Cruise line seeks geeks for Perl diving

James and Jasmine Ownbey's wedding had it all: a cruise to Alaska, a glacier-top ceremony, and a week's worth of classes from some of the biggest names in the Perl programming world.

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James and Jasmine Ownbey's wedding had it all: a cruise to Alaska, a glacier-top ceremony, and a week's worth of classes from some of the biggest names in the Perl programming world.

The Ownbeys, who run a Web services company in Fayetteville, Ark., were among 100 techies that took part in the Perl Whirl, the inaugural Geek Cruise that combined a seven-night trip to Alaska with intensive courses from Perl language notables such as Randal Schwartz and Larry Wall.

"It's almost like going to sleep-away camp with these people," said Geek Cruises captain and chief executive Neil Bauman, a longtime programmer and computer magazine publisher.

Software such as Perl and Linux, once reserved for only the most technically minded, has become increasingly important to corporate IT managers and Web designers. The result is a boom in demand for intensive learning, creating a market apparenty large enough to support a tech-focused cruise.

Bauman has several more Geek Cruises on deck, including the Java Jam in November, XML Excursion in January 2001 and Linux Lunacy in October 2001, all to parts of the Caribbean, and the Database Discovery in June 2001 to Alaska's Inside Passage.

Bauman doesn't have his own fleet. Instead, he books time on ships from major cruise lines, primarily Holland America.

The cost of the excursions vary, with a $750 conference fee typical on top of the cruise fare, which ranges from just under $1,000 per person to more than $2,500, depending on destination and the type of room booked.

However, in many cases, companies are picking up the tab to send their workers on these seaward seminars. Northrop Grumman, Monsanto, Motorola and Fidelity Investments all have employees booked for Java Jam, Bauman said.

Many other attendees are self-employed or own their own business, like the Ownbeys. Already engaged, the Ownbeys decided to get married on the Perl Whirl, which kicked off on Memorial Day. But Jasmine Ownbey didn't let the nuptials interrupt her education, taking classes the whole week about Perl, a programming language used extensively in Web site creation to handle complex tasks, such as searches.

"You learn more in a relaxed environment," she said.

Even the morning of her May 31 wedding, she took part in Regular Expression Mastery, a seminar from Perl Journal columnist Mark-Jason Dominus.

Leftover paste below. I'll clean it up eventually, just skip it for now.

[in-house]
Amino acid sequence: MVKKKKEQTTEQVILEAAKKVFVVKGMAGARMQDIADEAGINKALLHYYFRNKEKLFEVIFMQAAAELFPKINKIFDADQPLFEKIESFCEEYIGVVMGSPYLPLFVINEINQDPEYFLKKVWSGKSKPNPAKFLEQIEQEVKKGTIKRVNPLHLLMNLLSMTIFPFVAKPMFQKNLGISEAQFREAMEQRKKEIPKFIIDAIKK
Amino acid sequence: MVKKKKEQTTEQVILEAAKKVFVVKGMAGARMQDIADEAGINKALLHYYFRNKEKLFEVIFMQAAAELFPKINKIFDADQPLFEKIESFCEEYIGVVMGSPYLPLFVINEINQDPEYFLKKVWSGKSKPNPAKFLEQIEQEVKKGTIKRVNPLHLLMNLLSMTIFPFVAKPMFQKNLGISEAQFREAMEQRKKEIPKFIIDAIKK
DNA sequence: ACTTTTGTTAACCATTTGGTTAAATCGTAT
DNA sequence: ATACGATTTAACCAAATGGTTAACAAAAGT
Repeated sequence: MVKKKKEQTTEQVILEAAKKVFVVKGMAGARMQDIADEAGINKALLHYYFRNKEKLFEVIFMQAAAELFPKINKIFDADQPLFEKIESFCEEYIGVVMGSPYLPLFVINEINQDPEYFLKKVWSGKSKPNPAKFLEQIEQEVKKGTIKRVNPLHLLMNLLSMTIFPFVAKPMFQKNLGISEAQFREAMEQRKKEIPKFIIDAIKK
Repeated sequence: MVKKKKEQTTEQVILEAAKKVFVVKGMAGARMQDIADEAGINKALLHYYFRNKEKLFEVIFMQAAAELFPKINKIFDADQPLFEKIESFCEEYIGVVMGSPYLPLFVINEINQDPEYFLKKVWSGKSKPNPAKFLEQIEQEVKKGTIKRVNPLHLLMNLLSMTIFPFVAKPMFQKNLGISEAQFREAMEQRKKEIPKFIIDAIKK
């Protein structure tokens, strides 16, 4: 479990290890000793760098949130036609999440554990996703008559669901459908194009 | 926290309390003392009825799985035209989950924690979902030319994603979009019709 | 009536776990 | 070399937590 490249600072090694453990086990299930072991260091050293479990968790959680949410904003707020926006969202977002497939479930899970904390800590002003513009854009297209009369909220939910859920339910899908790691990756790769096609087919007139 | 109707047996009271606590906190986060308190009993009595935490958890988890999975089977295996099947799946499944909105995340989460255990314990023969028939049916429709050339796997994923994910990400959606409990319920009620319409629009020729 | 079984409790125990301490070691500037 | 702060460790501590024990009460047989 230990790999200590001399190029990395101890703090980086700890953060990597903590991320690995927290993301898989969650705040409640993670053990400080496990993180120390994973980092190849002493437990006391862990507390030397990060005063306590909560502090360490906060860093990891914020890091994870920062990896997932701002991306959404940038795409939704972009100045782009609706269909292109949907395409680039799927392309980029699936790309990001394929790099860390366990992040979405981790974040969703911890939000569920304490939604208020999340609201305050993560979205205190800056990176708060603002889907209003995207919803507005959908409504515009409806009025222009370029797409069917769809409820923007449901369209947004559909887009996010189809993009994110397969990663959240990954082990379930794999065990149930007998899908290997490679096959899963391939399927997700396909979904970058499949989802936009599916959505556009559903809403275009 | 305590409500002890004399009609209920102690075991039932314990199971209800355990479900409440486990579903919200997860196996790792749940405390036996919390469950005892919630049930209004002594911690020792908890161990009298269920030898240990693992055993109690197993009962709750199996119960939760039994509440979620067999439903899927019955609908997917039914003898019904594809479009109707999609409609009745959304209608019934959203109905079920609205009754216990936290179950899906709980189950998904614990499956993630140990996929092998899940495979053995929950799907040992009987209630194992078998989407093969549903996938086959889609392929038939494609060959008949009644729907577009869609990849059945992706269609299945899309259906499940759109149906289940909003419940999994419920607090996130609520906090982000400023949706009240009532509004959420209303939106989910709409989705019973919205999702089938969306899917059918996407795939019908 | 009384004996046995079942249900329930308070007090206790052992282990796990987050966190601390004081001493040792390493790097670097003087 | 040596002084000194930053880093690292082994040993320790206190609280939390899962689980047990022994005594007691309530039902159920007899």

"I ran straight from the class to the hairdresser," she said. "It was a really good way to thwart the nervousness."

Luxury learning
Bauman, whose company is based in Palo Alto, Calif., said he got the idea for Geek Cruises while on a Star Trek cruise to Alaska with his family a couple of years ago. He said he spent a lot of time on that trip just sitting on the deck reading a book on Perl.

"This is really an awfully nice place to read," Bauman recalls thinking. "You can get a lot done. Your mind is open."

He eventually broached the subject with a couple of leading names from the Perl lecture circuit and got several to sign up immediately. From there, Bauman said, it was relatively easy to attract other instructors.

For Linux Lunacy, Bauman has already lined up open-source luminaries such as Bruce Perens, Eric Raymond and Richard Stallman, along with Linuxcare co-founders Art Tyde and Dave Sifry.

The intersection of computer classes and the high seas has made for some interesting times, such as a seminar on CGI programming techniques during Perl Whirl.

"The class was interrupted by a breaching whale," Ownbey said. The group took a break in the middle of class to witness the rather unusual sight of a whale doing five or six complete somersaults.

Not all of the events were work, either. Bauman said the pub crawl was such a hit that he plans to repeat it on the upcoming Java Jam.

Bauman said he learned a few things from the first cruise, such as the need for more power strips. Although many ocean liners have Internet stations these days, they evidently are not prepared for scores of hard-core programmers.

Bauman has yet to make serious money from his venture, but he does have profitability in his sights. He calculates that he needs about 200 conference-goers to make a good profit, with about 70 needed just to cover the costs of the cruise.

Lincoln Stein, one of the instructors on the Perl Whirl, said he would do it again, although he would have preferred more time on land.

"I'm not much of a cruise aficionado," said Stein, a researcher at Cold Spring Harbor Laboratory in New York who spent most of his free time working on his book. "It was definitely more work than vacation."

For Jasmine Ownbey, it was great to combine her wedding with a chance to meet her heroes in the Perl community. She said she can't wait to go again, though she hopes Bauman will plan a voyage soon to the Mediterranean.

What makes the combination of computer courses and cruises so great?

"It's tax deductible," Ownbey whispered.